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Blue Pills: A Positive Love Story

Blue Pills: A Positive Love Story back

Frederik Peeters

Price: 
14.99

Page 45 Review by Stephen

A prize-winning autobiographical work of profound soul searching and tenderness which I'm sure will be loved by fans of Andi Watson's LITTLE STAR, not least because this is partly about fatherhood - or rather, step-fatherhood, and it's about time we had some of those as well.

Fred met Cati at a house party. It was a brief encounter, but enough for her to get into his head and and stay in his heart. Over the years they'd occasionally bump into each other, for she lived below Fred's friend Alex's flat, and he learned she'd got married and had a young son. But when he sees Cati once more sitting alone at one of Alex's New Year's Eve parties, the tide of the party carries him to her side, and they instantly connect. So engrossed in each other are they that the crowd around them grows invisible and silent as their sofa drifts off like a raft in the middle of an ocean...

It's one of those rare dreams come true. That she has a three-year-old son, whom she refers to affectionately as Li'l Wolf, is no impediment. That they're both HIV-positive is a life-changer.

Peeters does an incredible job of conveying how a condition like that infiltrates every part of your life, from the love-making (about which there is much here) to the love itself, but it's Cati's strength when it comes to Li'l Wolf's treatments that provides the revelation:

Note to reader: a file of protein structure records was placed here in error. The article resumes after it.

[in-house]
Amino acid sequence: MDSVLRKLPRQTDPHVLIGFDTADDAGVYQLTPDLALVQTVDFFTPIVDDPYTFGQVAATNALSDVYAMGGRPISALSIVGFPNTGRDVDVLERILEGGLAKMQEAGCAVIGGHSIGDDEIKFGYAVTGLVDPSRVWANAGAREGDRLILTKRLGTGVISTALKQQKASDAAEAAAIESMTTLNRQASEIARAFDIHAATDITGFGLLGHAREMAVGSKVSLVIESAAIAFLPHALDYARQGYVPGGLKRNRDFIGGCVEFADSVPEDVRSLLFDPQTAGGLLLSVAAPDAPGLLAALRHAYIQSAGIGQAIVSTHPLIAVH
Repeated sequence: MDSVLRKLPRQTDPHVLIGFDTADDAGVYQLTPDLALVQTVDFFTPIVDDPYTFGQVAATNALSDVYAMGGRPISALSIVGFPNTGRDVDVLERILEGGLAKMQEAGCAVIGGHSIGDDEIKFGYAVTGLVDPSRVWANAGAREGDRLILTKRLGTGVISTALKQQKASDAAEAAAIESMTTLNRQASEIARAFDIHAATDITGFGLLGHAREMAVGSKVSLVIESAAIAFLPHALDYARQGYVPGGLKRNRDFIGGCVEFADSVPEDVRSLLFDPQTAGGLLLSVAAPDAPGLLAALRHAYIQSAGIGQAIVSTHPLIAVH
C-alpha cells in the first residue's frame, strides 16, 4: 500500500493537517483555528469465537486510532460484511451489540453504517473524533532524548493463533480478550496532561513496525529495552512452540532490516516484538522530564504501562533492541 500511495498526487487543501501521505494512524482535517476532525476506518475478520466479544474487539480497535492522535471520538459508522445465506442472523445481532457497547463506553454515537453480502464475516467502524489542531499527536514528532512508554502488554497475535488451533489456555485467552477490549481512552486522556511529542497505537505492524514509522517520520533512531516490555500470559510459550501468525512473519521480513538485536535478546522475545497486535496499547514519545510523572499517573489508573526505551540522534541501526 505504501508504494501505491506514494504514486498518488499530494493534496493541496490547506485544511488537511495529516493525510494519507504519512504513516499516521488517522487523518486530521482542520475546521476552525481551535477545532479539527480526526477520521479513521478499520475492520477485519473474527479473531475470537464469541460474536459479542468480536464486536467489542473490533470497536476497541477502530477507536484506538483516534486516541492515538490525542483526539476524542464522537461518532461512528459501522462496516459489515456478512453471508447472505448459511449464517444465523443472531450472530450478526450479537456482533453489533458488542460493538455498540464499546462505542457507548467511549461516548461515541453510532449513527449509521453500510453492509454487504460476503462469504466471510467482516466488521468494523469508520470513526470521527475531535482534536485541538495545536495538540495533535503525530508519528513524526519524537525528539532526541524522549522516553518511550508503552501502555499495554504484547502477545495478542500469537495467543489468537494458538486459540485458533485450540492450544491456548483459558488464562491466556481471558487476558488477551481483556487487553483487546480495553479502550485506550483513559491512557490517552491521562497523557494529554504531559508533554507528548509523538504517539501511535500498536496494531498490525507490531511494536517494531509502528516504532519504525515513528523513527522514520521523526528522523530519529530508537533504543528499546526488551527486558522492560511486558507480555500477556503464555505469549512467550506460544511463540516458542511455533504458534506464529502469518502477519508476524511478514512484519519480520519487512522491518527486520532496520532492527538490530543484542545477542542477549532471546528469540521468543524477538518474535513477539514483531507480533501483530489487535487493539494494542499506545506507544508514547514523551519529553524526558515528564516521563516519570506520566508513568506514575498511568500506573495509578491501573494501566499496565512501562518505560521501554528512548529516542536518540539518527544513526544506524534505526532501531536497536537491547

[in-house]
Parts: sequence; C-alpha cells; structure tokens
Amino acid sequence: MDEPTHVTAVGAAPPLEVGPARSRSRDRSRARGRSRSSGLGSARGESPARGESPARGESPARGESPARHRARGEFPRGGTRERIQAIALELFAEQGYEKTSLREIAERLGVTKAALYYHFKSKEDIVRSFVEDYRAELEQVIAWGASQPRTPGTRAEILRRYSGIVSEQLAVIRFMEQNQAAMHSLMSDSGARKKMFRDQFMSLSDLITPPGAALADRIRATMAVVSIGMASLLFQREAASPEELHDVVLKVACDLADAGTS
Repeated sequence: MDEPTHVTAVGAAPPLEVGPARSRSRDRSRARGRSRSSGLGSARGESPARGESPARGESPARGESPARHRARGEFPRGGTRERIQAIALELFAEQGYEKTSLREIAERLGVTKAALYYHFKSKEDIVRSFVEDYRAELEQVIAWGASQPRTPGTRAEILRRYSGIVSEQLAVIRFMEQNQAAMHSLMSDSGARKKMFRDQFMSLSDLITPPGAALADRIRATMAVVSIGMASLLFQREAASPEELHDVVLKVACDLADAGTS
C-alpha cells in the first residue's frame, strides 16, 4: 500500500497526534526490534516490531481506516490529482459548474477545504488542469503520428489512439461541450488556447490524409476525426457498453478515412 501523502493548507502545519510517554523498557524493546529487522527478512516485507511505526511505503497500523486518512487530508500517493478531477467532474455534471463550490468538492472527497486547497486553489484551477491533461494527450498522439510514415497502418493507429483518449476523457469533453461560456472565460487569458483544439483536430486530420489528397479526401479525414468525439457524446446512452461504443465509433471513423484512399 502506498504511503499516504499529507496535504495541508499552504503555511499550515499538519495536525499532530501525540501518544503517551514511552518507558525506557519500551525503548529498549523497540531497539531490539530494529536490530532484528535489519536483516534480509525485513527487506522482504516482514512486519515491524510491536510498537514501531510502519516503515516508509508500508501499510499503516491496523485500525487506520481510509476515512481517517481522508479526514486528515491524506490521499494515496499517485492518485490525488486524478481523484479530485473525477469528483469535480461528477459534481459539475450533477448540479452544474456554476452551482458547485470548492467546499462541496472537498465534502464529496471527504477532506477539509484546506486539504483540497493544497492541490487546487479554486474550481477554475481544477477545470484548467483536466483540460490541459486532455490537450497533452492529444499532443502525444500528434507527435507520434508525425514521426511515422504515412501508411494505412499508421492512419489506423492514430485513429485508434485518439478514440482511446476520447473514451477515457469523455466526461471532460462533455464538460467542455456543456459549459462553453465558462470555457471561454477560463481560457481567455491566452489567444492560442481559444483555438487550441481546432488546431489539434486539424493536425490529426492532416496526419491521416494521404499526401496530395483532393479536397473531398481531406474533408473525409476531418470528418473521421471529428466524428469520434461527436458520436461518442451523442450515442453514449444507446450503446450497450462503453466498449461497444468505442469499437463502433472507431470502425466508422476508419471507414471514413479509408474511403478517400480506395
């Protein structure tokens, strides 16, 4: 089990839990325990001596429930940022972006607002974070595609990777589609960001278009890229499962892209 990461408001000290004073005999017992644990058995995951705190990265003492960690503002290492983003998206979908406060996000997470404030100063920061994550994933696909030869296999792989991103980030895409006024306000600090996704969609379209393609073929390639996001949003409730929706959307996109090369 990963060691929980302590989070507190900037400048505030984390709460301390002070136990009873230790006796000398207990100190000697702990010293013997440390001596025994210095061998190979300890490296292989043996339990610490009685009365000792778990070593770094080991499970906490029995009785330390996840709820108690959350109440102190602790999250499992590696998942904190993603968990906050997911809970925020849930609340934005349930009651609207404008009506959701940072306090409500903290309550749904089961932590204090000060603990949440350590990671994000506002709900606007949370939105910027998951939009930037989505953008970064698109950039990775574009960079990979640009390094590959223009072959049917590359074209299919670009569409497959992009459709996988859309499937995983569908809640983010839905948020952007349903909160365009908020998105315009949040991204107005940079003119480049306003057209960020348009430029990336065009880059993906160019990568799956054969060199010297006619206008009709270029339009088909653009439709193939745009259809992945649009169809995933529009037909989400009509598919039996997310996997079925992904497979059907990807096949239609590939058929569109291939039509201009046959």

"Of all the times I had loved, I had never felt real admiration. I'm definitely not talking about fascination or veneration, but this admiration that inspires respect... Like when someone accomplishes something that we recognise, with a pout of the mouth and a shake of the head, that we ourselves would be incapable of... This admiration that gives joy and the desire to offer a hand... In the end, I managed to definitively rid myself of the least trace of that pity that I was carting around like a pebble in my shoe."

As I said, it's a book that also meditates on moving into an already established family unit, with a young boy who is not your biological son, but whom you love, who grows to love you, but who needs discipline as well as care and has moments of understandable confusion especially after visits to this actual Dad. Frederick's eloquence is as ever admirably up to the task, visually and verbally:

"I think in the end I let myself be guided by him... I let him play with the tiller, out of fear of forcing too narrow a view of things... and, in fact, our relationship evolves according to circumstances and his own initiatives...

"Like this one afternoon in Spring, when Cati's apartment was full of people... Strangers to him... For the first time, he came and attached himself to me on his own... as though it were nothing... I sensed that I had become a kind of emotional reference point in his life... It was moving... innocuous and heavily changed with meaning at the same time."

Peeters' brush strokes are fluid and broad, the panel borders undulating around Cati's beautiful, big, lashed eyes, Li'l Wolf's wild and wondering expressions and Frederick's own adoring gaze. There are so many beautiful images inside: rain on a lake across from the trees; or late at night, house lights glowing on the inky water. It's an inspiration, to say the least, and a perfect evocation of romance.

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